An editorial from The Herald-Dispatch
HUNTINGTON, W.Va. — Congress is showing its usual ineffectiveness, once again unable to develop a long-term strategy for one of the nation’s most pressing needs and instead opting for a short-term fix heavy on financial gimmicks.
The case in point this time is the nation’s Highway Trust Fund, which will run short of cash for infrastructure repairs and improvements if Congress and the president don’t approve a remedy by Aug. 1. The Transportation Department says that by the first week in August the government will begin to stretch out payments to states, initially reducing them by an average of 28 percent. That potentially could interrupt active projects and delay the start of others, meaning several hundred thousand jobs could be affected.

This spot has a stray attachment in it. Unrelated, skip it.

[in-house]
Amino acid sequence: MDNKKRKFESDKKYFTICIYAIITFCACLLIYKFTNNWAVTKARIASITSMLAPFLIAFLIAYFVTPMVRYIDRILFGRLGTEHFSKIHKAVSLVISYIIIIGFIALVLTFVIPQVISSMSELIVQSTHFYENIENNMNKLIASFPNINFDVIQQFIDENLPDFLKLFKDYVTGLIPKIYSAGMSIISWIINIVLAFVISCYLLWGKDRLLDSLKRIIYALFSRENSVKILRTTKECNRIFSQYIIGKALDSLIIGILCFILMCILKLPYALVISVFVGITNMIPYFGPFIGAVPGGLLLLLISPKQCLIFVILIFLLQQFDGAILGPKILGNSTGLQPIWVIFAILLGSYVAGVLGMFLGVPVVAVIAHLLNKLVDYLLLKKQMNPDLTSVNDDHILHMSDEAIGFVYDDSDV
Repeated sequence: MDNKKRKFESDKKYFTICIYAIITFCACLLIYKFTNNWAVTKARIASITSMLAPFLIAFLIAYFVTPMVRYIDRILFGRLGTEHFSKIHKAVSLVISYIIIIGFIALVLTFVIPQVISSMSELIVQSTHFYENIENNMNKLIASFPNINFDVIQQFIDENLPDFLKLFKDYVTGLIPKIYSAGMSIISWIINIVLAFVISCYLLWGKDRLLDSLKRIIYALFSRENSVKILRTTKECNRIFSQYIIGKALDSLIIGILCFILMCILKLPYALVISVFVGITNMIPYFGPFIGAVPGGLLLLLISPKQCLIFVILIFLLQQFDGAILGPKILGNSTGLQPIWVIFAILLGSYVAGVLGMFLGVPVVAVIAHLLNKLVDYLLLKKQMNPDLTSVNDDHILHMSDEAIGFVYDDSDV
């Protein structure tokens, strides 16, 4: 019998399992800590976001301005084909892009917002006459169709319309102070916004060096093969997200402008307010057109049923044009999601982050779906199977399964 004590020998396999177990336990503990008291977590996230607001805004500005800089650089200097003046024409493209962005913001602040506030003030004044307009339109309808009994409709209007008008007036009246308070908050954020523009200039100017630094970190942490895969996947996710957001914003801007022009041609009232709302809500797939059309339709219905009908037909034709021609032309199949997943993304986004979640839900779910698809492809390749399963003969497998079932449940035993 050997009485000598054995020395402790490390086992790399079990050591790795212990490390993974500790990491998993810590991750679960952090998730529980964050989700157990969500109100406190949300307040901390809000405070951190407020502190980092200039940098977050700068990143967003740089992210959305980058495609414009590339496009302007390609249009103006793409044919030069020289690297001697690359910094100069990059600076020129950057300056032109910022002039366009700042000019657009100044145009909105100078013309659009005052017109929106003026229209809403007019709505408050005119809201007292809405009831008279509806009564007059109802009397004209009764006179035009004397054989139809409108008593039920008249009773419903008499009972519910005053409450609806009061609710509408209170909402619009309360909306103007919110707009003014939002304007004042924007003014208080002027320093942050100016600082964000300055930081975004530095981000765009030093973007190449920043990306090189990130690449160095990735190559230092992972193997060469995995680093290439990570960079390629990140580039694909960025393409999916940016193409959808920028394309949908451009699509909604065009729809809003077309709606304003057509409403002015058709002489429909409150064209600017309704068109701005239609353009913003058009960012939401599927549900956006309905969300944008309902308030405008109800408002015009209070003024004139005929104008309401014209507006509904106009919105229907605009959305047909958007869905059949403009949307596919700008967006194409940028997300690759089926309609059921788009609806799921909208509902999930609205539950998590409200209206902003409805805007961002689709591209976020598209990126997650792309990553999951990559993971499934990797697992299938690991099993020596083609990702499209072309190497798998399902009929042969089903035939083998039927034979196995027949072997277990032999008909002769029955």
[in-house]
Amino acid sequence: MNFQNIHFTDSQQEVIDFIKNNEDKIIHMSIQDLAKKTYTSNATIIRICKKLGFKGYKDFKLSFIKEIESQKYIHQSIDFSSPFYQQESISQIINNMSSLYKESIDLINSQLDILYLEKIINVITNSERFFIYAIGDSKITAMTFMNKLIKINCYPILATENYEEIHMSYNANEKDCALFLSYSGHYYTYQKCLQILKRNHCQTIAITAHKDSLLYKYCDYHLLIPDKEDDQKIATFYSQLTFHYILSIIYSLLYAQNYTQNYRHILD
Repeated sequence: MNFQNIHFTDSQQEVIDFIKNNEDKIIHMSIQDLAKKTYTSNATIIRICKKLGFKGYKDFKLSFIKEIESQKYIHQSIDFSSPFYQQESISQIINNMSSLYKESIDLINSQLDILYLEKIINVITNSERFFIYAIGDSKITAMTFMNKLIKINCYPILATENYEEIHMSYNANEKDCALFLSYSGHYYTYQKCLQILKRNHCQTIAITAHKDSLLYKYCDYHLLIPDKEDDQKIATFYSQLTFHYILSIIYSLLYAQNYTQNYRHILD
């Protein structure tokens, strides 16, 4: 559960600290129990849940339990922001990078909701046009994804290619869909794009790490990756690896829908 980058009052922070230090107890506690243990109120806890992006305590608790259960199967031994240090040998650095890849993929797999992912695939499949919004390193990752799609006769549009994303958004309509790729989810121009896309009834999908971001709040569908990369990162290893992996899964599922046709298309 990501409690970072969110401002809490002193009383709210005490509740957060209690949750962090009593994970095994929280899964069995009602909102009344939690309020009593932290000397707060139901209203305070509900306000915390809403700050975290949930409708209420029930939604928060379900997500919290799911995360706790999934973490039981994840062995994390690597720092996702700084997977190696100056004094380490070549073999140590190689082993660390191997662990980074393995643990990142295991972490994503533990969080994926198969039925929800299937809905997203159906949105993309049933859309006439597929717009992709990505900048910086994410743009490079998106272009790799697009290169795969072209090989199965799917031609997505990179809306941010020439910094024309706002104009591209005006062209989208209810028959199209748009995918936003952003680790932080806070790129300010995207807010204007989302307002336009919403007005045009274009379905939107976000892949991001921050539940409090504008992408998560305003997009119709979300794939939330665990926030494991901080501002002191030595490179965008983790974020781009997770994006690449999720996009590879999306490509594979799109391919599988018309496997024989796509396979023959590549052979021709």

The possible funding reduction represents a major hit for states like West Virginia, which counts on about $425 million a year in federal highway funding to support nearly half of its road improvement and repair budget.
It used to be that Congress would consistently approve six-year laws to pay for work on roads, highways and bridges, giving states a blueprint for what to expect. But that has faded in the politically charged atmosphere in Washington. Congress passed nine short-term extensions between 2009 and 2012 before agreeing to the two-year bill that’s about to expire.
There seems to be little disagreement that the nation’s infrastructure needs help…